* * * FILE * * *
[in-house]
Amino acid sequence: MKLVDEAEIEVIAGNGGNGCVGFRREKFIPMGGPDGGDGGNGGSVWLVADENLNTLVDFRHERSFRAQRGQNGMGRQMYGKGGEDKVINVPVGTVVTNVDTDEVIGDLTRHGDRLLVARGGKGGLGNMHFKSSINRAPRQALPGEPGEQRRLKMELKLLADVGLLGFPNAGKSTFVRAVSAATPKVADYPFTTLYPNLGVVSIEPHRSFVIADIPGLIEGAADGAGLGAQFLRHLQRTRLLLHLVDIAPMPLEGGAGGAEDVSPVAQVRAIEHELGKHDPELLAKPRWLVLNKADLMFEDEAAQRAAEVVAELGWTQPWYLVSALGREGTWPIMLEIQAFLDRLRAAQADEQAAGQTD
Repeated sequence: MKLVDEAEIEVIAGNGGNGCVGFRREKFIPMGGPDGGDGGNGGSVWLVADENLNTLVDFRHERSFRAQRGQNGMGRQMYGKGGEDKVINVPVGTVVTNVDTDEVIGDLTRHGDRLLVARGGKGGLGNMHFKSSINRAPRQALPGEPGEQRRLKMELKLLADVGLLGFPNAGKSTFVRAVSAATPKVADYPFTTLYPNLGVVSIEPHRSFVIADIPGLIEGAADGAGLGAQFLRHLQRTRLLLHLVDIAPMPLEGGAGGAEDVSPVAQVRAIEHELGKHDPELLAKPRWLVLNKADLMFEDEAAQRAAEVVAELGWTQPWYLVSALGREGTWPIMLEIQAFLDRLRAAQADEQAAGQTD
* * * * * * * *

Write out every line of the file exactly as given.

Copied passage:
[in-house]
Amino acid sequence: MKLVDEAEIEVIAGNGGNGCVGFRREKFIPMGGPDGGDGGNGGSVWLVADENLNTLVDFRHERSFRAQRGQNGMGRQMYGKGGEDKVINVPVGTVVTNVDTDEVIGDLTRHGDRLLVARGGKGGLGNMHFKSSINRAPRQALPGEPGEQRRLKMELKLLADVGLLGFPNAGKSTFVRAVSAATPKVADYPFTTLYPNLGVVSIEPHRSFVIADIPGLIEGAADGAGLGAQFLRHLQRTRLLLHLVDIAPMPLEGGAGGAEDVSPVAQVRAIEHELGKHDPELLAKPRWLVLNKADLMFEDEAAQRAAEVVAELGWTQPWYLVSALGREGTWPIMLEIQAFLDRLRAAQADEQAAGQTD
Repeated sequence: MKLVDEAEIEVIAGNGGNGCVGFRREKFIPMGGPDGGDGGNGGSVWLVADENLNTLVDFRHERSFRAQRGQNGMGRQMYGKGGEDKVINVPVGTVVTNVDTDEVIGDLTRHGDRLLVARGGKGGLGNMHFKSSINRAPRQALPGEPGEQRRLKMELKLLADVGLLGFPNAGKSTFVRAVSAATPKVADYPFTTLYPNLGVVSIEPHRSFVIADIPGLIEGAADGAGLGAQFLRHLQRTRLLLHLVDIAPMPLEGGAGGAEDVSPVAQVRAIEHELGKHDPELLAKPRWLVLNKADLMFEDEAAQRAAEVVAELGWTQPWYLVSALGREGTWPIMLEIQAFLDRLRAAQADEQAAGQTD